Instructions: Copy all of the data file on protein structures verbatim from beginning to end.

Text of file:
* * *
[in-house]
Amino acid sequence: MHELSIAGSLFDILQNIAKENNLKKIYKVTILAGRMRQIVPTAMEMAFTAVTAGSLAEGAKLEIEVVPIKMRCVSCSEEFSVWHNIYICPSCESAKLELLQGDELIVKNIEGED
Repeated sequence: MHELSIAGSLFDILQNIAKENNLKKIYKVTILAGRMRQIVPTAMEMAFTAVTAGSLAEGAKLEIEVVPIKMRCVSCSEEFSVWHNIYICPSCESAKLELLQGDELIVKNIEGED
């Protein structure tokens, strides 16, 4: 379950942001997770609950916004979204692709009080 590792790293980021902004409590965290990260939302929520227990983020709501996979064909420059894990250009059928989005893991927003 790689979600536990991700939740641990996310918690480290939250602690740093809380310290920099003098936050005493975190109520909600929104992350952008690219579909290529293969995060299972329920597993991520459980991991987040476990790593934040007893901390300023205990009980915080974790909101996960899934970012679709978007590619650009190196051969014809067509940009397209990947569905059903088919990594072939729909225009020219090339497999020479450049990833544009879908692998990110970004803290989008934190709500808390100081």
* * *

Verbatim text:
[in-house]
Amino acid sequence: MHELSIAGSLFDILQNIAKENNLKKIYKVTILAGRMRQIVPTAMEMAFTAVTAGSLAEGAKLEIEVVPIKMRCVSCSEEFSVWHNIYICPSCESAKLELLQGDELIVKNIEGED
Repeated sequence: MHELSIAGSLFDILQNIAKENNLKKIYKVTILAGRMRQIVPTAMEMAFTAVTAGSLAEGAKLEIEVVPIKMRCVSCSEEFSVWHNIYICPSCESAKLELLQGDELIVKNIEGED
């Protein structure tokens, strides 16, 4: 379950942001997770609950916004979204692709009080 590792790293980021902004409590965290990260939302929520227990983020709501996979064909420059894990250009059928989005893991927003 790689979600536990991700939740641990996310918690480290939250602690740093809380310290920099003098936050005493975190109520909600929104992350952008690219579909290529293969995060299972329920597993991520459980991991987040476990790593934040007893901390300023205990009980915080974790909101996960899934970012679709978007590619650009190196051969014809067509940009397209990947569905059903088919990594072939729909225009020219090339497999020479450049990833544009879908692998990110970004803290989008934190709500808390100081």